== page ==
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Posted on Jul 11, 2016

Purple Reign: Family builds new business around new crop

GEORGE — Tucked among the green and gold fields of George is a shock of purple.
The vibrant fields are home to Trinity Gardens, one of the area’s newest businesses. Trinity Gardens specializes in a crop that’s pretty unique to Grant County – lavender.
Dave Putnam, a seasoned orchardist, knows of only about 30 acres of lavender planted throughout the county. Now his fields are among them.
Dave and his wife, Julie, started Trinity Gardens last year, planting an acre of their property off of Road 5 Southwest in the versatile and aromatic (not to mention lovely) crop. They are harvesting that acre this year and have since planted another acre. Plans are to expand by about another acre next year.

At Trinity Gardens, lavender farming is a family affair. Dave and Julie Putnam, center, are joined by their son, Matt, left; their daughter, Chelsea, right; and grandson Michael. Submitted photo.

At Trinity Gardens, lavender farming is a family affair. Dave and Julie Putnam, center, are joined by their son, Matt, left; their daughter, Chelsea, right; and grandson Michael. Submitted photo.

Lavender is used around the globe in several ways. It can be used as an herb in cooking or in tea. It can be dried or distilled and used in lotions, soaps, sprays and more.
The fast-moving Putnams already have a line of lavender products that range from lotion and body butter to linen sprays and car spritzers. Some of their products are for sale in area stores, including Two Doors Down and White Trail Produce in Quincy and the Seed Cupboard in Royal City.
But the family has more than lavender production on their minds. They aim to turn Trinity Gardens into a destination for visitors and the community.
The Columbia Basin is growing, Dave said. And with attractions such as Cave B and the Gorge Amphitheatre nearby, thousands of people are passing by on nearby Intestate 90, he added.
“We want this to be a place to come to,” said Chelsea, the couple’s daughter.
Future plans include building a retail store on site and setting aside u-pick days for visitors. It also means eventually opening up the lavender farm as an event venue for weddings and other gatherings as well as a backdrop for senior photos.
“The sky’s the limit,” Julie said.
Just how did the Putnams get hooked on lavender?
“Flying by the seat of our pants,” joked Chelsea.

The lavender rows were planted with walking paths between them for future visitors to enjoy. Photo by Jill FitzSimmons.

The lavender rows were planted with walking paths between them for future visitors to enjoy. Photo by Jill FitzSimmons.

Three years ago, Dave was driving by the property on Road 5 and noticed it was for sale. What possibly could they do with the land, Julie asked her husband. Dave thought his wife might like a lavender garden.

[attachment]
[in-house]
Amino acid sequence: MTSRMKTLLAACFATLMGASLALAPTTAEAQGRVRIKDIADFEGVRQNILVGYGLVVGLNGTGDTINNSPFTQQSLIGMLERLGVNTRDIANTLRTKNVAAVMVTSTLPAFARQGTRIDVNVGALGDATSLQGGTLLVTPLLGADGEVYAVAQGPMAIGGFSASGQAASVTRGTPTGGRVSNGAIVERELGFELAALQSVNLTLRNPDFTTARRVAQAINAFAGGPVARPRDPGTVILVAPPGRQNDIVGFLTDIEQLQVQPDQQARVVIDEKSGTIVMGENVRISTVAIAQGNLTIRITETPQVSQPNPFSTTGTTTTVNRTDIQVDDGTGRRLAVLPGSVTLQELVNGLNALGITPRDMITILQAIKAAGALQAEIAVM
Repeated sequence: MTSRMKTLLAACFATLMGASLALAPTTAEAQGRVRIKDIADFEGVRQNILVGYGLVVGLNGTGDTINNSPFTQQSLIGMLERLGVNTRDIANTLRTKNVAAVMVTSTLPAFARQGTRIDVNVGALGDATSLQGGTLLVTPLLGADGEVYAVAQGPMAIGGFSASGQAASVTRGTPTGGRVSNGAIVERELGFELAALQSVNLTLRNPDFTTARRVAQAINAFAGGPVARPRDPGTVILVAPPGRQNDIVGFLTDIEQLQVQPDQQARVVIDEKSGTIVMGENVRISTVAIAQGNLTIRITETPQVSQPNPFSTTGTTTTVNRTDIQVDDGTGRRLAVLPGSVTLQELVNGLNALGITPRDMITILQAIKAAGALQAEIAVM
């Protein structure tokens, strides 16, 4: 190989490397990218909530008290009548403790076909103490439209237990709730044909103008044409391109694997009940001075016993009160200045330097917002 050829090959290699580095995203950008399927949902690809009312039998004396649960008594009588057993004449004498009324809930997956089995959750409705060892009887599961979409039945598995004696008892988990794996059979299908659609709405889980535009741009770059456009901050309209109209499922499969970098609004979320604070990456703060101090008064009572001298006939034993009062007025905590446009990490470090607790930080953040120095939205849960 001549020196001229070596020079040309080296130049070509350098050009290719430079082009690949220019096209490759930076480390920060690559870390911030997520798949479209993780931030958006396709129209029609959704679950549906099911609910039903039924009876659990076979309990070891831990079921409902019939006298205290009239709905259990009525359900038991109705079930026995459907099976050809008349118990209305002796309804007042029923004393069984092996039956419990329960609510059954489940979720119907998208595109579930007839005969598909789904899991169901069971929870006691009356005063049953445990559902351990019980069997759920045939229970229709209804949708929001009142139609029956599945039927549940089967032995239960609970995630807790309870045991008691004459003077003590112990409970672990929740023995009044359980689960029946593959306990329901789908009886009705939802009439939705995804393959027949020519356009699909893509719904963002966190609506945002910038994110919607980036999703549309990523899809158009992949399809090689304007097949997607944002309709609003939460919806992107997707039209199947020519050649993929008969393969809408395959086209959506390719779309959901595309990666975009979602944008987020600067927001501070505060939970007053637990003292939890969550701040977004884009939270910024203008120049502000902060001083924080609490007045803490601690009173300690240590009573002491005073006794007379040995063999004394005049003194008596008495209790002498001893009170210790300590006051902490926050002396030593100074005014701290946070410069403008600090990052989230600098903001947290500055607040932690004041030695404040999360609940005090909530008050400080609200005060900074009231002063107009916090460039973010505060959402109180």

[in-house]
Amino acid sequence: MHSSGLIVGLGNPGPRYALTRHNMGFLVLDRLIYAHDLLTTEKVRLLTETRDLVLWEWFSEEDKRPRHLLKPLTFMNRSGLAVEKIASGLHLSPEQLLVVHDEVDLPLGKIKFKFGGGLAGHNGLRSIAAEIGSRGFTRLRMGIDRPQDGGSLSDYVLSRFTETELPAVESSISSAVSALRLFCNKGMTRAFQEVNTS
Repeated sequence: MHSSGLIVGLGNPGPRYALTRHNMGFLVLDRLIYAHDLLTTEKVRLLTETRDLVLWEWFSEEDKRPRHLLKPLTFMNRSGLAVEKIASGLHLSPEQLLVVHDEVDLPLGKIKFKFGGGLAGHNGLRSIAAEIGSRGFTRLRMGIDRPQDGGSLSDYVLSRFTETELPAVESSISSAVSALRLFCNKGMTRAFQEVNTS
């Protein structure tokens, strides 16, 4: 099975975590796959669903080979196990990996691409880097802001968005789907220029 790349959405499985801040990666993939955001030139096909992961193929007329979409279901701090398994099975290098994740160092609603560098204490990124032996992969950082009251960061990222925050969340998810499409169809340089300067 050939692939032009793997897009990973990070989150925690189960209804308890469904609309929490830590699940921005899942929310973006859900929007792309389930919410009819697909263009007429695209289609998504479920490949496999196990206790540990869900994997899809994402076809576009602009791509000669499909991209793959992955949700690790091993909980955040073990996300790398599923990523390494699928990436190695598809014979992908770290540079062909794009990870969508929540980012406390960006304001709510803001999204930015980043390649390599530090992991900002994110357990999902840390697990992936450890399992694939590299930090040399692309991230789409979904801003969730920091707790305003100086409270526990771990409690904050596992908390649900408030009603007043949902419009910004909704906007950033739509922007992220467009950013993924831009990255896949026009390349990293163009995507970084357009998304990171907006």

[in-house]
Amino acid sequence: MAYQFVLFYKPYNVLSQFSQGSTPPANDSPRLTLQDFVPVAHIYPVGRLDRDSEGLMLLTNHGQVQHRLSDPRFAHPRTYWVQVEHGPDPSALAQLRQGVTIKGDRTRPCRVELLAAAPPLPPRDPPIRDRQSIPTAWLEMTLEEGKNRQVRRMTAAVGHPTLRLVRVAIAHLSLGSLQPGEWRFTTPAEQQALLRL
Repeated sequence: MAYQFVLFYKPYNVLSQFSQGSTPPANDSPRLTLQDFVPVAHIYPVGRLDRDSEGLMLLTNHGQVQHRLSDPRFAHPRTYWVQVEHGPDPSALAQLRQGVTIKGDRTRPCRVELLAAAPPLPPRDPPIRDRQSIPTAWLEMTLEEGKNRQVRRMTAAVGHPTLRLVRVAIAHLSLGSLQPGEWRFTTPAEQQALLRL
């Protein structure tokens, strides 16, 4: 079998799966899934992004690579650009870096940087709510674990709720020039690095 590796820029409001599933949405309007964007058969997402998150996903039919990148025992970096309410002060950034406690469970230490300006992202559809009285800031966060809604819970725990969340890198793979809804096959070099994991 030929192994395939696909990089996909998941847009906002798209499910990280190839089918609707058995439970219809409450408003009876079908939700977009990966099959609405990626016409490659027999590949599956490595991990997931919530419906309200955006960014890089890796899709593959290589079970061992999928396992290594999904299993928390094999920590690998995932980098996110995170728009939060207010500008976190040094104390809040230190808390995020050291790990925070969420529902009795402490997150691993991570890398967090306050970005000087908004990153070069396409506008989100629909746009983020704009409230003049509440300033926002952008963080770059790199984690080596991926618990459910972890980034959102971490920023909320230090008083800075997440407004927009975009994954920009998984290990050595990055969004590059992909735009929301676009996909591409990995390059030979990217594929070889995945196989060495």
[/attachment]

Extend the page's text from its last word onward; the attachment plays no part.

That’s because years ago the couple had visited Sequim, lavender capital of the state. They were able to tour lavender farms there, and it left a lasting impression on Julie.
“The smell, the look, just how you feel when you’re walking around – I just loved it,” said Julie, a retired nurse.
Back in George, the Putnams were able to envision among the weeds growing on that land a new family venture. Julie got to work researching lavender and its products. She chose their first varieties – Royal Velvet, Grusso and Super – and mapped out the lavender farm in neat blocks and pathways.

The Putnams hope to turn the lavender farm into a destination for visitors and the community. They are building unique sitting areas around the farm so people will be able to enjoy the uniqueness of the lavender rows.  Photo by Jill FitzSimmons.

The Putnams hope to turn the lavender farm into a destination for visitors and the community. They are building unique sitting areas around the farm so people will be able to enjoy the uniqueness of the lavender rows. Photo by Jill FitzSimmons.

Joining the couple in their lavender adventure are two of their three grown children, Chelsea, 26, and Matt, 24. Julie believes her children have played a big role in the fledgling business’ successes this past year.
“Each of the kids brings a vision and a lot of energy and excellent input,” she said. It was Matt who pointed out the lavender fields would make a wonderful wedding venue. And Chelsea, who works alongside Julie on the production end, has added an organic vegetable garden.
Along with planting lavender and tending to their new crop, the Putnams have been getting their hands dirty landscaping the property to turn it into that destination location. Using repurposed materials such as decorative headboards, orchard props and wheels from an irrigation wheel, the family has been building sitting areas where visitors can spend some quiet time among the picturesque lavender fields. A pergola also is planned.
“It’s fun to take things that nobody else wants anymore and to give it a different purpose,” Dave said.
With all the work the Putnams already have put into Trinity Gardens, the business has quickly grown into a deeply personal adventure. The business’ name itself is special to the family because it is not only a nod to the Putnams’ three children but also to their faith.
This past year also has been special for Dave and Julie, who get to work alongside their children. Even if, in the end, they don’t make a penny, all the work will have been worth it, Dave said.
“It’s worth every minute that we get to spend together,” he said.

 

— By Jill FitzSimmons, editor@qvpr.com

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